International Nurses Day is celebrated every year on May 12. The day is observed on the birth anniversary of Florence Nightingale - one of history's most famous nurses, who is widely regarded as the founder of modern nursing. International Nurses Day has been celebrated by the International Council of Nurses since 1965 to highlight the contribution of nurses to society. This year, as the world battles the coronavirus pandemic, millions have taken to social media to thank nurses who are on the frontline of the fight against the disease. The role of nurses is more important than ever during the pandemic, and that will be reflected in this year's celebrations.
"International Day of the Nurse is particularly special this year not just because we mark the 200th anniversary of Florence Nightingale's birth, but because of the extraordinary work all those who have followed in her footsteps are doing in the fight against coronavirus," said Chief nursing officer for England Ruth May to The Sun.
As the world observes International Nurses Day, take a look at the inspirational nurses through history whose contribution to society's healthcare and welfare should not be forgotten:
Born in 1820 in Italy, Florence Nightingale is regarded as the founder of modern nursing. She took care of wounded British and allied soldiers in Turkey during the Crimean War. Her nightly rounds to look after her patients established her image as the "Lady with a lamp". It was Florence Nightingale's efforts to formalise nursing education that led to the establishment of the first scientifically based nursing school-the Nightingale School of Nursing, at St. Thomas' Hospital in London, according to Encyclopaedia Britannica.
The founder of the American Red Cross, Clara Barton was born in 1821. She was a hospital nurse during the American Civil War, where she risked her life to bring support and supplies to soldiers on the field. Ms Barton founded the American Red Cross in 1881, and served as its president for more than two decades.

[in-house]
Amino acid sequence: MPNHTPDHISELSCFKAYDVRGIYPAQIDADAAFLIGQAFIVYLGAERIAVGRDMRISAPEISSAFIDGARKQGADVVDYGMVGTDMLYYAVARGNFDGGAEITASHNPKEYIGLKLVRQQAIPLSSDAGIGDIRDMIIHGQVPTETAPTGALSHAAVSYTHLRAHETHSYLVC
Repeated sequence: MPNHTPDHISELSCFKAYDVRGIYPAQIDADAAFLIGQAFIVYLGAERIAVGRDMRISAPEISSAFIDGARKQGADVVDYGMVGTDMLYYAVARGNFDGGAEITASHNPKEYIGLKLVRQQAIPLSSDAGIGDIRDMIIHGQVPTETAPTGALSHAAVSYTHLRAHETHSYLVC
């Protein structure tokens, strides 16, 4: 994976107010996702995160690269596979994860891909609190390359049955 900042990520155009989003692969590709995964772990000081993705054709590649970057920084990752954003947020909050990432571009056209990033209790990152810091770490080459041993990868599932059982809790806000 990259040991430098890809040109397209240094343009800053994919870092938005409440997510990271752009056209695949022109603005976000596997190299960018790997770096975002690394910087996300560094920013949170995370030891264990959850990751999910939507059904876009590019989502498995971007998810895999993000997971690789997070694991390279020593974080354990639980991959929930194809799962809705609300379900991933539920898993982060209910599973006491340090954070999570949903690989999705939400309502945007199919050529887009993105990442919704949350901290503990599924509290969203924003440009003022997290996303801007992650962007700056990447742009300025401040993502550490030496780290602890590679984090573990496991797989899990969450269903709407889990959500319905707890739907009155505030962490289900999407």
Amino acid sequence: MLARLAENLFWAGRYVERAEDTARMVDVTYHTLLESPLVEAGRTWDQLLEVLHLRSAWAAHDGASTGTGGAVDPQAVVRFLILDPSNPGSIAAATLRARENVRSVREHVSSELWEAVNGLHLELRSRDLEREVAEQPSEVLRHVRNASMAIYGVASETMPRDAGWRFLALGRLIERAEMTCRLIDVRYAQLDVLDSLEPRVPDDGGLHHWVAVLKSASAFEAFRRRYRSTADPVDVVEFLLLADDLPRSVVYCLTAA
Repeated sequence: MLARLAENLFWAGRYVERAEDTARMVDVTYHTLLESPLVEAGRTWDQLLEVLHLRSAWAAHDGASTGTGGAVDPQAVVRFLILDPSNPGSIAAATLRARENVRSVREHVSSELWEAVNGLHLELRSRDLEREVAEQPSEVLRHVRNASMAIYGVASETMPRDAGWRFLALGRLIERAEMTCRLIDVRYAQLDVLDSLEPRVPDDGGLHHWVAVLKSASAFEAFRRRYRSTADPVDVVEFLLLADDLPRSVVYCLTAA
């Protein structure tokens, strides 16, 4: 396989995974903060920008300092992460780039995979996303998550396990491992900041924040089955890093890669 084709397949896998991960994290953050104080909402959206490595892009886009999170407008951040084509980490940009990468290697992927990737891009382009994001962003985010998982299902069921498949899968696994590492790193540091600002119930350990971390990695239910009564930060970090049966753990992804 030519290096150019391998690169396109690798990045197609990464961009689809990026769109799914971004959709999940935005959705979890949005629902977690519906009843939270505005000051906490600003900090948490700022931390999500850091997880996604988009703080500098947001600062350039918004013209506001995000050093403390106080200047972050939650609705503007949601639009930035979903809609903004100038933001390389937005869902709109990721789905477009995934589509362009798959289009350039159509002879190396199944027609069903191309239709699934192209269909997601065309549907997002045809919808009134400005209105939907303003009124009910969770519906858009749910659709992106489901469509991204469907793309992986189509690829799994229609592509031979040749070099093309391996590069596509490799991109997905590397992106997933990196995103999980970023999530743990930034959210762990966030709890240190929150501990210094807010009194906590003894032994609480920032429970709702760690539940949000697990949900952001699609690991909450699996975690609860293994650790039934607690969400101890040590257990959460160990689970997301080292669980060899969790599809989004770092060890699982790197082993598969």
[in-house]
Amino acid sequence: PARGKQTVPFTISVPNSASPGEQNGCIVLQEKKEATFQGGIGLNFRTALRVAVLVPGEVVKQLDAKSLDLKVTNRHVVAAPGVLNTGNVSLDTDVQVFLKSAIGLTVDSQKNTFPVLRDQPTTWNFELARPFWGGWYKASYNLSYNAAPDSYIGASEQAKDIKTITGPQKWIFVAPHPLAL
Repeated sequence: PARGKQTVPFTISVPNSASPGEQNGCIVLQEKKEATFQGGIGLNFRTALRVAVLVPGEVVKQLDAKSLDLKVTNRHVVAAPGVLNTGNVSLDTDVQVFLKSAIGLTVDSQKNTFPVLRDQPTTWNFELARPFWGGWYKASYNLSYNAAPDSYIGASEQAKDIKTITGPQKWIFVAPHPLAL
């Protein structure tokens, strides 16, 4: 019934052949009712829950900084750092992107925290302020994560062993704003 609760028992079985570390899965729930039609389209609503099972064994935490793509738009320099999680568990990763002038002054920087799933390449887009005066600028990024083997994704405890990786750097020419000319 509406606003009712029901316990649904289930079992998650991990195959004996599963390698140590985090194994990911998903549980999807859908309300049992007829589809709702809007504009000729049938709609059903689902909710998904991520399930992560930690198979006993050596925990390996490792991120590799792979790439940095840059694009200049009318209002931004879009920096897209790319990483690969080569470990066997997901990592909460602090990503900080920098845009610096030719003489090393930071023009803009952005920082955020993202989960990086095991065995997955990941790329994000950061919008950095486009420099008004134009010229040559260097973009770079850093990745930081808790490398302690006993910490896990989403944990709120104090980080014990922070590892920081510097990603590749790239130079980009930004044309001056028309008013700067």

While he is today most famous as a poet and author, Walt Whitman also volunteered as a nurse during the American Civil War. According to the Nursing Center, Walt Whitman tended to the sick, listened to the stories of soldiers and wrote letters for them. He estimated he had visited "more than 100,000 wounded soldiers" by the end of his service.
The founder of Planned Parenthood, Margaret Sanger was born in New York in 1879. Ms Sanger popularized the term "birth control" and opened the first birth control clinic in the United States. She remains an admired figure in the history of the reproductive rights movement.
Born in 1805 in Jamaica, Mary Seacole was a pioneering nurse of the Crimean War. She was the nurse who set up the "British Hotel" behind the lines during the War - a place she described as "a mess-table and comfortable quarters for sick and convalescent officers".Click for more trending news